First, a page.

A modem is a device that allows computers to transmit data over analog transmission mediums like telephone lines or cable networks. Modems can encode digital data into analog signals and decode it back again at the receiving end of the connection.
Modems are often confused for routers, but they serve different (albeit complimentary) roles. A router connects devices together to form a network. This router is connected to a modem, which connects the network to an internet service provider (ISP) and the broader internet. In practice, router and modem functions are frequently integrated into a single device known as a “gateway.”
Examples of modems
- Dial-up: Dial-up modems use standard telephone lines for data transmission, with a maximum connection speed of 56 Kbps. Dial-up modems are the oldest and slowest modem type, now mostly replaced by fast broadband connections.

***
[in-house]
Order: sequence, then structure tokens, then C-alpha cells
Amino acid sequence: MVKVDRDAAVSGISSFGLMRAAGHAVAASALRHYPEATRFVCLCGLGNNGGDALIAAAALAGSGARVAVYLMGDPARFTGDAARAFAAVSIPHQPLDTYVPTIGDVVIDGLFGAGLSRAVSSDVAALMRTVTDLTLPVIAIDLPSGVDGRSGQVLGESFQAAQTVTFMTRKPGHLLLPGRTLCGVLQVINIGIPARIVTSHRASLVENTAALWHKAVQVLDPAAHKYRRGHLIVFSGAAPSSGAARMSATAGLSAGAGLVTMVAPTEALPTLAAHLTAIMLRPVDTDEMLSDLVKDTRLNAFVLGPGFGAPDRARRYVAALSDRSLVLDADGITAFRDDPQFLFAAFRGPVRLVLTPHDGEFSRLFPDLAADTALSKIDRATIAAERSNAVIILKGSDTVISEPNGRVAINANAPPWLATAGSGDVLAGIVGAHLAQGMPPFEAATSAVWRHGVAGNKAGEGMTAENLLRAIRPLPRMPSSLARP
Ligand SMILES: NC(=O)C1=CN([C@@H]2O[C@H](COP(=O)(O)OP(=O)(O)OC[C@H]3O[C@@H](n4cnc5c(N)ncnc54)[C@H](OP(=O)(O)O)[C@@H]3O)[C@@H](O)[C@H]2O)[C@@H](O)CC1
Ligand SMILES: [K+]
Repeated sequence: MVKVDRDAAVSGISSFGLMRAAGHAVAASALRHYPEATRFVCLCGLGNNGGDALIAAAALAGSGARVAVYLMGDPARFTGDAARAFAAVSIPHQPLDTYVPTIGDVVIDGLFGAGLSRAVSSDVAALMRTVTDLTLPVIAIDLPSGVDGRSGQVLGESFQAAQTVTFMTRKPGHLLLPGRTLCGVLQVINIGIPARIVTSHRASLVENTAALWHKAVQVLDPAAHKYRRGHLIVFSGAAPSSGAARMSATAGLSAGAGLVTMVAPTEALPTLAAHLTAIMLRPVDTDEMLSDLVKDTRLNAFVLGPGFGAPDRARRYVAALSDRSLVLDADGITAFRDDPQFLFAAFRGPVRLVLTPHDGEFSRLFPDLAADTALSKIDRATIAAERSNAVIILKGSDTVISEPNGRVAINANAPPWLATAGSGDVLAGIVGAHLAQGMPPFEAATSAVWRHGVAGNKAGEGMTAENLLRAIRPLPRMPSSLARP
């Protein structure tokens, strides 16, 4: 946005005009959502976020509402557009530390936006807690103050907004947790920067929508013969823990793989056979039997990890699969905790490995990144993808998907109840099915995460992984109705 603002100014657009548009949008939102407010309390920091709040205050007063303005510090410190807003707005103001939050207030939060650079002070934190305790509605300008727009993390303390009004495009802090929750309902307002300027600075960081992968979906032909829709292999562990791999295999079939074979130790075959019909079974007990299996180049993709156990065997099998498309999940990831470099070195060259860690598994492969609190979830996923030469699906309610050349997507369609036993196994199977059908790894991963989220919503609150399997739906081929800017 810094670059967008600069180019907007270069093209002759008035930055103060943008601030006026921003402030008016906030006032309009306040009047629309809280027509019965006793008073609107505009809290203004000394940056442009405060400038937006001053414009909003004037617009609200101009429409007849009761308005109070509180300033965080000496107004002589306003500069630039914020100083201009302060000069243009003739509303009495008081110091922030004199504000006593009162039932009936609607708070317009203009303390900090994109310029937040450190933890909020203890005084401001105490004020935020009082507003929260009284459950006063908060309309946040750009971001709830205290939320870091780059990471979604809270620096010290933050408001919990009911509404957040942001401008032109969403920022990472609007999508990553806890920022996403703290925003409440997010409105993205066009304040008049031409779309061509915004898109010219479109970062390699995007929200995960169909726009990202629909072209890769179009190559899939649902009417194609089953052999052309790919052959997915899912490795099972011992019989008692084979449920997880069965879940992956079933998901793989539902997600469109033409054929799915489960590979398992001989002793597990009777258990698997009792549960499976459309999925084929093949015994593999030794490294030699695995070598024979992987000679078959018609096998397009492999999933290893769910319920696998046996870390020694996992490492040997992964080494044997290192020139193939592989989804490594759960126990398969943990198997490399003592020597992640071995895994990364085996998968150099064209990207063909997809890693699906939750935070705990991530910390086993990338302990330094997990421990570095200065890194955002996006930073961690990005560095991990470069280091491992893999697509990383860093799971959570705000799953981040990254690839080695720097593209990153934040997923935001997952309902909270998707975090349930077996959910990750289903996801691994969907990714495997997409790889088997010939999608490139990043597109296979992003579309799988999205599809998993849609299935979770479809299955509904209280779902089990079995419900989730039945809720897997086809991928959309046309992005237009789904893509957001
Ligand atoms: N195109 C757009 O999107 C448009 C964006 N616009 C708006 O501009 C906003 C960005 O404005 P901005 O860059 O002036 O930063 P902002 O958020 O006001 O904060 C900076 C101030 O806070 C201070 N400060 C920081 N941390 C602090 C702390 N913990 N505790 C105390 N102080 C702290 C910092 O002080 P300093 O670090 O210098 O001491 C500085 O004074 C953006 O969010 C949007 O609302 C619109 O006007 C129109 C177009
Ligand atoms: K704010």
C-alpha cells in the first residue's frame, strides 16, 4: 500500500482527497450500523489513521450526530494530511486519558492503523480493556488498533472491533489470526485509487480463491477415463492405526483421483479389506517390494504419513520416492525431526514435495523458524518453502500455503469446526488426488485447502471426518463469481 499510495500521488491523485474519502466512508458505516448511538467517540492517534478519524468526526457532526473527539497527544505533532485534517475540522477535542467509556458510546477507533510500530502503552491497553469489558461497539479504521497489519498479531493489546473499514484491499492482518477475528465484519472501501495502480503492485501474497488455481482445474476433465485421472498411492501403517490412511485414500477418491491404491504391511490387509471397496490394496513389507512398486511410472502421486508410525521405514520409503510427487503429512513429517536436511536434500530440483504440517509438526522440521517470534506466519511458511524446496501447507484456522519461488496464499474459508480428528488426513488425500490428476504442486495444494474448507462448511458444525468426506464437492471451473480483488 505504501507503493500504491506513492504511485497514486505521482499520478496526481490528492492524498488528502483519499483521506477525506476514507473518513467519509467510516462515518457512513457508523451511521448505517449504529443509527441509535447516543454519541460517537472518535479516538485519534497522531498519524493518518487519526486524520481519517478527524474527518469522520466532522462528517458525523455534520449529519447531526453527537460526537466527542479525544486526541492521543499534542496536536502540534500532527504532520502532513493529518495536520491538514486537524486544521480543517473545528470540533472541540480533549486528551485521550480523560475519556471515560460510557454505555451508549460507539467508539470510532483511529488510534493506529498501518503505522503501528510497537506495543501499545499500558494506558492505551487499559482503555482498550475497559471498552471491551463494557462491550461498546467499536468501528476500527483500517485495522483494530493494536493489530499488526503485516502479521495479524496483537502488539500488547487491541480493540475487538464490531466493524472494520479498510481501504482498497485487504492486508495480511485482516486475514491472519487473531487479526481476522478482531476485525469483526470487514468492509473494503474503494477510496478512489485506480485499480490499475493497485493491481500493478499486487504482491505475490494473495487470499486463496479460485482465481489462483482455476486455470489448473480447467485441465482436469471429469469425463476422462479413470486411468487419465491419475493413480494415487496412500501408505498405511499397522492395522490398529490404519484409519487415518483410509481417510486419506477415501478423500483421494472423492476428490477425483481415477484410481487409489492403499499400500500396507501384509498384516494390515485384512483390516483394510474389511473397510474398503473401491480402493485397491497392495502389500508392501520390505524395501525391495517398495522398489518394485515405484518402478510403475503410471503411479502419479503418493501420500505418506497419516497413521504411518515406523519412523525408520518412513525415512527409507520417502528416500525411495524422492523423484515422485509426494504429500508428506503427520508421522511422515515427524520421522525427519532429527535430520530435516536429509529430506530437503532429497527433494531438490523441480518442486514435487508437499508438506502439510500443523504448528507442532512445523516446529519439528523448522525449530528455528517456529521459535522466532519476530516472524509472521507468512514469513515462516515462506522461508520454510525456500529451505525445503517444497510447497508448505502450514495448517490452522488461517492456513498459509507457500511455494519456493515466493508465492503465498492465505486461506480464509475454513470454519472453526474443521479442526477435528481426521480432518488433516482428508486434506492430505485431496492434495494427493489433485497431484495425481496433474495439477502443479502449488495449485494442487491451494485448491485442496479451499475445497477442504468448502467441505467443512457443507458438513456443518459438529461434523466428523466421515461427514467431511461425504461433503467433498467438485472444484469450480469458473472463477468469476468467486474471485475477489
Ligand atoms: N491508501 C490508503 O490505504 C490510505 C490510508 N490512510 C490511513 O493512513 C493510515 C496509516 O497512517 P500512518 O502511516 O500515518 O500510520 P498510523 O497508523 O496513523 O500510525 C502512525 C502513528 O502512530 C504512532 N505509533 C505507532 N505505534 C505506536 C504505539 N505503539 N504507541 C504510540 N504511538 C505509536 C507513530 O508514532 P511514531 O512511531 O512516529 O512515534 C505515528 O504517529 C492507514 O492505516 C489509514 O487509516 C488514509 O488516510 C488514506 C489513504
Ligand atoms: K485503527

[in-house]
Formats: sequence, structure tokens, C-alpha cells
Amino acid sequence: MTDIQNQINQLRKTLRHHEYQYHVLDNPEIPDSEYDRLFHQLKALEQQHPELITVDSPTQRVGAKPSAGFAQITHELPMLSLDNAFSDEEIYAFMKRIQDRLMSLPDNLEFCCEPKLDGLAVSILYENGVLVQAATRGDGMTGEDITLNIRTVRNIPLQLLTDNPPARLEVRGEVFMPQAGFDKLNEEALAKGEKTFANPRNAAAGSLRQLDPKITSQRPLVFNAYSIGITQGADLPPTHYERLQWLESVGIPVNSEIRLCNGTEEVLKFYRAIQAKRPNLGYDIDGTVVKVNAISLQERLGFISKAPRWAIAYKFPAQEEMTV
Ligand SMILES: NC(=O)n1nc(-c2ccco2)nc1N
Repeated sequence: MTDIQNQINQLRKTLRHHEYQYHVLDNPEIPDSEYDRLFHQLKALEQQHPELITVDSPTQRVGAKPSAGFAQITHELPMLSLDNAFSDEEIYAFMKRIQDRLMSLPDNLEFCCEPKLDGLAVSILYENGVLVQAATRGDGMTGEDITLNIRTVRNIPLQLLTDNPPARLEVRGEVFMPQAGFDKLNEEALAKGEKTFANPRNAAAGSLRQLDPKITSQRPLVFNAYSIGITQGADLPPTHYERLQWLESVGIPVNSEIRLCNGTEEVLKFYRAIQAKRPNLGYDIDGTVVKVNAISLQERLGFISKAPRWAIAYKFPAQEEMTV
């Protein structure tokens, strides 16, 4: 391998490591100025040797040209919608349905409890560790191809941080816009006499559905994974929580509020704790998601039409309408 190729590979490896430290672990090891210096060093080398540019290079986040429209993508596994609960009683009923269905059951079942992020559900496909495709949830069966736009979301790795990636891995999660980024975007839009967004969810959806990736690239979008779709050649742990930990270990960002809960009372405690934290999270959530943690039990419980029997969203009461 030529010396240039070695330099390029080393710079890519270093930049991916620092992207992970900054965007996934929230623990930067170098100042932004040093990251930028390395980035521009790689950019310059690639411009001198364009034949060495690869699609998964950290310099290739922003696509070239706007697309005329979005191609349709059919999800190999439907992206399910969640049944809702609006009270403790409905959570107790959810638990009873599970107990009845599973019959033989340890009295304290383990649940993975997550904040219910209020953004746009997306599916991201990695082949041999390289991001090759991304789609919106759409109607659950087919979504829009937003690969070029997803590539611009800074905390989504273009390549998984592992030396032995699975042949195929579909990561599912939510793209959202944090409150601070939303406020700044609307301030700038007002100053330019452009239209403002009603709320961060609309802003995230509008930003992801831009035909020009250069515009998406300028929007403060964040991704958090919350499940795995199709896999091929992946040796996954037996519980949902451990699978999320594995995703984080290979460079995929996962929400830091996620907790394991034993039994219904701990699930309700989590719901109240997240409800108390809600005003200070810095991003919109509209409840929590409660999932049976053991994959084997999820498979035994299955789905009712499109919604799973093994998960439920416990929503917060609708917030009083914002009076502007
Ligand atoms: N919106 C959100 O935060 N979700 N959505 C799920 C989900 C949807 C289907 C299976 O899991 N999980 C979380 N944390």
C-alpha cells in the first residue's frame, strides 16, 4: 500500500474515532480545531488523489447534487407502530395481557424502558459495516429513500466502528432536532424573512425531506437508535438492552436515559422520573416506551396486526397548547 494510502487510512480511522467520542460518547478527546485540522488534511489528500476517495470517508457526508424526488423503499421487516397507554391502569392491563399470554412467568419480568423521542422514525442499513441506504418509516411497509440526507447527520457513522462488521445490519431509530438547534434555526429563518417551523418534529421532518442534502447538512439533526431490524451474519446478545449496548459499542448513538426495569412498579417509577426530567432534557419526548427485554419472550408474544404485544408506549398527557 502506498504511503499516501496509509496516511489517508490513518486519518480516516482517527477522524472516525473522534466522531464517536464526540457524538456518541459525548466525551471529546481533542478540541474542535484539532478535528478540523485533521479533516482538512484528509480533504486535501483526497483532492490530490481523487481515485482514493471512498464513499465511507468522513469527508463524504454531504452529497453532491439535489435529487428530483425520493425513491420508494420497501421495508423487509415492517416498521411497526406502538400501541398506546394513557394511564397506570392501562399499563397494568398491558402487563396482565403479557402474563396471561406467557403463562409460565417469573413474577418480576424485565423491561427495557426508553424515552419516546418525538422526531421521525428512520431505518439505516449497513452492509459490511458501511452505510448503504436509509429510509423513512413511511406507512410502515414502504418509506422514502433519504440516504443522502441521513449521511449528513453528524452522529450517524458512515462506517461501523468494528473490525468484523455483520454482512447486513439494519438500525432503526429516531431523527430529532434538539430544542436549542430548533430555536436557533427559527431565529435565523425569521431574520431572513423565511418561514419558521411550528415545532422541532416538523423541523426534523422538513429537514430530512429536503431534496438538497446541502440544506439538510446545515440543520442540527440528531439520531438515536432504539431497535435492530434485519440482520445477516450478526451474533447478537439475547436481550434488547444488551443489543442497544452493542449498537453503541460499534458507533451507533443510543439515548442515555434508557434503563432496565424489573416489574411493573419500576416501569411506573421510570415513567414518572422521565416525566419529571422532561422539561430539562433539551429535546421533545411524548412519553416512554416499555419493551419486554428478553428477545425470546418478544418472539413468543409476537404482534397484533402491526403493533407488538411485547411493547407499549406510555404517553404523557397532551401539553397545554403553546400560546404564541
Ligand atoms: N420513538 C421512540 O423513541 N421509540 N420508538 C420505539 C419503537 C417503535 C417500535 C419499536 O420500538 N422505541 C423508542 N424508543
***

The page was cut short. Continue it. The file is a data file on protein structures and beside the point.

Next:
- Cable: Cable modems are a subtype of broadband (technology capable of providing more speed than telephone lines or other voice grade channels) modems. Cable modems connect to cable television networks.
- DSL: Digital subscriber line (DSL) modems are another subtype of broadband modems. DSL modems provide high-speed internet access over telephone lines, but their signals are not transmitted through ordinary phone exchanges — instead, DSL signals are received by digital subscriber line access multiplexers (DSLAMs) at the phone company’s central office.
- Wireless (mobile): Wireless modems provide internet access over cellular networks. Wireless modems are typically installed directly into mobile devices like smartphones, tablets, and laptops, although they may also be attached to the device as a peripheral (such as a USB dongle).